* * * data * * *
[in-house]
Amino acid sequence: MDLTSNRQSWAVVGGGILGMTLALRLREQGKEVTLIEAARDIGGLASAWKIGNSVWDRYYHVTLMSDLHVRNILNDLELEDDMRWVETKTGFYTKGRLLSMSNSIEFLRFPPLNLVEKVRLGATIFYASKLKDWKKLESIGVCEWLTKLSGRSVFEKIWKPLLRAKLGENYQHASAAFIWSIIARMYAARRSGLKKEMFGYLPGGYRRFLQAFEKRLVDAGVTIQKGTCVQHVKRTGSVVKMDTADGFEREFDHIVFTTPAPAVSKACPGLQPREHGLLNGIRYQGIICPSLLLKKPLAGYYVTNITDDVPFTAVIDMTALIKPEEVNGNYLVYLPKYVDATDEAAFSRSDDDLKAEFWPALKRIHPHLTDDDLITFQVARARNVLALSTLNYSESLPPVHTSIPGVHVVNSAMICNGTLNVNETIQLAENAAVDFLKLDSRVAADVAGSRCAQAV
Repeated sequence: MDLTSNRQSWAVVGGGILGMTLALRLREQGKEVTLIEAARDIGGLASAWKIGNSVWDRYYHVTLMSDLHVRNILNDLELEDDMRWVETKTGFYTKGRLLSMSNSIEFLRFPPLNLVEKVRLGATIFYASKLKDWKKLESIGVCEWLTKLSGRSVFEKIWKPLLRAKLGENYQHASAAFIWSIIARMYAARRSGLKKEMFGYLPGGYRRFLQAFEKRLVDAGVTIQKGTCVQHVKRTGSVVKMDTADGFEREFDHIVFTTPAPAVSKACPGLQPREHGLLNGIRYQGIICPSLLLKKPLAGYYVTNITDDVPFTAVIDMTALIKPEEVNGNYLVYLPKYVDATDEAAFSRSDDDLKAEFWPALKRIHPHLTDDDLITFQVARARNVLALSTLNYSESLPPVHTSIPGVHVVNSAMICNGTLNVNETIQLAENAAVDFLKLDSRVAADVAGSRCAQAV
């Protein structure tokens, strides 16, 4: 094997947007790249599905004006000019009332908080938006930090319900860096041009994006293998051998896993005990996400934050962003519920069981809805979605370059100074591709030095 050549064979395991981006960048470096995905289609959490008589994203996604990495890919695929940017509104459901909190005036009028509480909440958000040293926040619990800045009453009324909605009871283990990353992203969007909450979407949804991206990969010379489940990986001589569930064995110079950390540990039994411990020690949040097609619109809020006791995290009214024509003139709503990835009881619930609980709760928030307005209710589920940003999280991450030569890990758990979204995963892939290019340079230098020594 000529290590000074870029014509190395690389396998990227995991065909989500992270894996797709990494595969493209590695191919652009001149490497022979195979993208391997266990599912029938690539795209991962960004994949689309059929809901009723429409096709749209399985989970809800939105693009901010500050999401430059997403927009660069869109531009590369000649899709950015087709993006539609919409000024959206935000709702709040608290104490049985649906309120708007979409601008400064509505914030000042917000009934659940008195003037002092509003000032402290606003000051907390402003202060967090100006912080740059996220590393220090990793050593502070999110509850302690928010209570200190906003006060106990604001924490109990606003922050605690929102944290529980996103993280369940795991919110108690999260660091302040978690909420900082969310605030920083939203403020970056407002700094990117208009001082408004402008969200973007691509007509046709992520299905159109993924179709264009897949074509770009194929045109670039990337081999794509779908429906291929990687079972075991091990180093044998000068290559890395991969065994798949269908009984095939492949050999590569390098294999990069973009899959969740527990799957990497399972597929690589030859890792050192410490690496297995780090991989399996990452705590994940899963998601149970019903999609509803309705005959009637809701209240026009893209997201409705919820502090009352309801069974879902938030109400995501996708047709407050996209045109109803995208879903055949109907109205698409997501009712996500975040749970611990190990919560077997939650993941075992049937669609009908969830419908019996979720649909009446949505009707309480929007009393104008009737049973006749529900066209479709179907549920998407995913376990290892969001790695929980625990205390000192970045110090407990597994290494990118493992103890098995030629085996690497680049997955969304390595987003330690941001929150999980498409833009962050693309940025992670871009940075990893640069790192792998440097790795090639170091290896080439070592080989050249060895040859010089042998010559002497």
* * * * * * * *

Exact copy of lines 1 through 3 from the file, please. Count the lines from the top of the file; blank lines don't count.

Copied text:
[in-house]
Amino acid sequence: MDLTSNRQSWAVVGGGILGMTLALRLREQGKEVTLIEAARDIGGLASAWKIGNSVWDRYYHVTLMSDLHVRNILNDLELEDDMRWVETKTGFYTKGRLLSMSNSIEFLRFPPLNLVEKVRLGATIFYASKLKDWKKLESIGVCEWLTKLSGRSVFEKIWKPLLRAKLGENYQHASAAFIWSIIARMYAARRSGLKKEMFGYLPGGYRRFLQAFEKRLVDAGVTIQKGTCVQHVKRTGSVVKMDTADGFEREFDHIVFTTPAPAVSKACPGLQPREHGLLNGIRYQGIICPSLLLKKPLAGYYVTNITDDVPFTAVIDMTALIKPEEVNGNYLVYLPKYVDATDEAAFSRSDDDLKAEFWPALKRIHPHLTDDDLITFQVARARNVLALSTLNYSESLPPVHTSIPGVHVVNSAMICNGTLNVNETIQLAENAAVDFLKLDSRVAADVAGSRCAQAV
Repeated sequence: MDLTSNRQSWAVVGGGILGMTLALRLREQGKEVTLIEAARDIGGLASAWKIGNSVWDRYYHVTLMSDLHVRNILNDLELEDDMRWVETKTGFYTKGRLLSMSNSIEFLRFPPLNLVEKVRLGATIFYASKLKDWKKLESIGVCEWLTKLSGRSVFEKIWKPLLRAKLGENYQHASAAFIWSIIARMYAARRSGLKKEMFGYLPGGYRRFLQAFEKRLVDAGVTIQKGTCVQHVKRTGSVVKMDTADGFEREFDHIVFTTPAPAVSKACPGLQPREHGLLNGIRYQGIICPSLLLKKPLAGYYVTNITDDVPFTAVIDMTALIKPEEVNGNYLVYLPKYVDATDEAAFSRSDDDLKAEFWPALKRIHPHLTDDDLITFQVARARNVLALSTLNYSESLPPVHTSIPGVHVVNSAMICNGTLNVNETIQLAENAAVDFLKLDSRVAADVAGSRCAQAV